And let’s go ahead and remember that the President, Vice President, Senators, Representatives and all the various personnel that make up any administration have health insurance that is provided by the government. And, let’s remember that they are human beings, just as are we, who elected them. So why is it that we don’t ALL have government-sponsored health insurance?

And let us remember that ANYONE can get sick or injured AT ANY TIME. This includes Democrats, Republicans, Liberals, Conservatives, Libertarians – members of any party. We need to stop thinking of people of other party affiliations as not people. We are ALL people and we will ALL need health care. So why is it that health care has become so politicized?

Well, the first reason is MONEY. Money as a motivator is a primary component. The advent of health insurance brought about a whole new, very profitable, industry. Despite all the people who are sick and use whatever health insurance they have, health insurance companies still make money and owners are still multi-millionaires. If you don’t believe me, check the stock exchange. Not only do they make money, but they pay hefty dividends to their shareholders. So they are not very likely to want to give up these lucrative enterprises in favor of a national health care program. And, without pointing fingers or naming names, I suspect that many of them support candidates who are opposed to a national health care program. So when your candidate speaks out about opposition to national health care, it is not so much because of YOUR interests as because of THEIR own self-interest.

Keep in mind, also, that the Affordable Care Act (ObamaCare) has not bankrupted any of these health insurance companies. Those that wanted to participate put their actuaries to work and found a way to do so. Those that were not interested do not participate. Either way, a lot more people were able to obtain health insurance, and with it, peace of mind.

Finally, of course, are the twins Medicaid and Medicare. These are two government-run health insurance programs, and while they may not be as elegant as private health insurance, they do work, and the very poor and the retired and elderly have coverage that they might not otherwise be able to afford. Of course, Medicaid is paid for through our tax dollars, and Medicare is paid for through payroll deductions, as well as additional minor monthly premiums, but so would a national health insurance program.

So, why do we still not have national health insurance?

We could. We are part of the way there. But someone in the marketing department of the “Let’s Not Serve The People Who Elected Us” faction decided to name it “socialized medicine.” And the word “socialized” is close enough to the word “socialism” to be used as a scare tactic. People who were rightly opposed to the concept of totalitarian socialist governments made an unhealthy connection that scared them. And politicians who are getting hefty campaign donations from health insurance companies took full advantage of that confusion to convince people not to want what is really best for them, which is HEALTH CARE. So, let’s say that some of us have been bamboozled into shooting ourselves in the feet.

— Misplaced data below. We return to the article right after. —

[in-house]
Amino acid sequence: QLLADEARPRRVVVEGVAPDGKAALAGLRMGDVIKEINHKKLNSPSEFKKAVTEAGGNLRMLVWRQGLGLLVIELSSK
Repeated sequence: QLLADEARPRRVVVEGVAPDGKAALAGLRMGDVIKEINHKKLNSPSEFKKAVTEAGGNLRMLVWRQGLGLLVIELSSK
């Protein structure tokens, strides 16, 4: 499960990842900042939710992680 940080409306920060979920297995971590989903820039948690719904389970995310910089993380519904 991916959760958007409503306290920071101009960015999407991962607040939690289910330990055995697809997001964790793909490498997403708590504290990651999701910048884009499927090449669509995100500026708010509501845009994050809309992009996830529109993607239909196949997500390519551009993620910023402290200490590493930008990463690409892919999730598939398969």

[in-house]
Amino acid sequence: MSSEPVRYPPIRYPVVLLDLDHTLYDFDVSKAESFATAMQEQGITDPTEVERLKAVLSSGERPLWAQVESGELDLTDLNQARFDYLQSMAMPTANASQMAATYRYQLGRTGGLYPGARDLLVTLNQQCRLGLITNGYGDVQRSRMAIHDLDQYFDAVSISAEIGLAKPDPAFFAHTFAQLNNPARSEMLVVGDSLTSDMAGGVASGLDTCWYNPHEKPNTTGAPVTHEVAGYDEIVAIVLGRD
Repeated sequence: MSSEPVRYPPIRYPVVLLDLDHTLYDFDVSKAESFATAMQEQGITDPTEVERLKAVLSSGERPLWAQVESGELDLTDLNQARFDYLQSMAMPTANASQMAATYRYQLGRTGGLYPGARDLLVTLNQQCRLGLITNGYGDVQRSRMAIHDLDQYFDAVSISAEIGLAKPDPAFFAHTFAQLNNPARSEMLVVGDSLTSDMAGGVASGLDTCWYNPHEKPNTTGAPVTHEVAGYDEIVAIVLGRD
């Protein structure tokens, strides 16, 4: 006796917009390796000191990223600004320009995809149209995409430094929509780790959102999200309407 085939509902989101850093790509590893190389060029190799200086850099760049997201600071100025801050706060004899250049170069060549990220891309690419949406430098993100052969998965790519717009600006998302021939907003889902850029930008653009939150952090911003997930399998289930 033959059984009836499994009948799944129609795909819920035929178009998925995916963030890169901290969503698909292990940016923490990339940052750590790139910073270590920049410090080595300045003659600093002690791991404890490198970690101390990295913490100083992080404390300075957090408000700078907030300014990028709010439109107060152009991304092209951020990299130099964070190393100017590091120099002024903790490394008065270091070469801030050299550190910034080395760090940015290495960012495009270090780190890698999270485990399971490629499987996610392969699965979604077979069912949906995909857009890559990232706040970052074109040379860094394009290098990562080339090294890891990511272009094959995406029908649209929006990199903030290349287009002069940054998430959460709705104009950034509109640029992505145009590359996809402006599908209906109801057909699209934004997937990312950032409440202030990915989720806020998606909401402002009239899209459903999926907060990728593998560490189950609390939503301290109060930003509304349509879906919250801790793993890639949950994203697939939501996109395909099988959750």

Try to keep in mind that the word “socialized” is related also to the words “social,” “socialize,” “society,” none of which has the ostensibly ominous significance of the words “socialized” or “socialism,” and they should not be confused. And, again, this is a catch-phrase used to scare people away from doing something that is not simply in the best interest of society as a whole, but themselves, as individual people. Ultimately, each of us wants to receive health care when we need it, so why do we deny it to ourselves in favor of large health insurance companies making huge profits?

Now let’s talk finance. I want you first to understand that the insurance business is akin to the bookmaking business and actuaries are their bookmakers. And the rule of all insurance and bookmaking is “When you win, you lose, and when you lose, you win.” (MAD Magazine) So what happens is, when you pay insurance premiums, you are betting that you will get sick and the insurance company is betting that you won’t. The insurance companies make their money from the fact that people are different, have better or worse immune systems, engage in more or less risky behavior, but for the most part, we stay healthy. And IF we get annual check-ups and follow our doctors’ advice, we are more likely to stay healthy, which is why they can give us the odds that they do. And if, for example, 99% of people stay healthy, then they really only have to pay out for the one (1%) percent who don’t. Now obviously the numbers are vastly different, but when you stop for a moment to consider the reality, it is that the healthier you are, the less worry you have, the more likely you are to do whatever it takes to remain healthy, and the less likely it is that you will be the least cost-effective participant in the plan. And honestly, do you really want to walk around with a toothache or chest pains or plantar fasciitis for weeks or months or years on end? Of course not. You want to get these relatively small things taken care of – like that oil change – so that you can get on with living your life.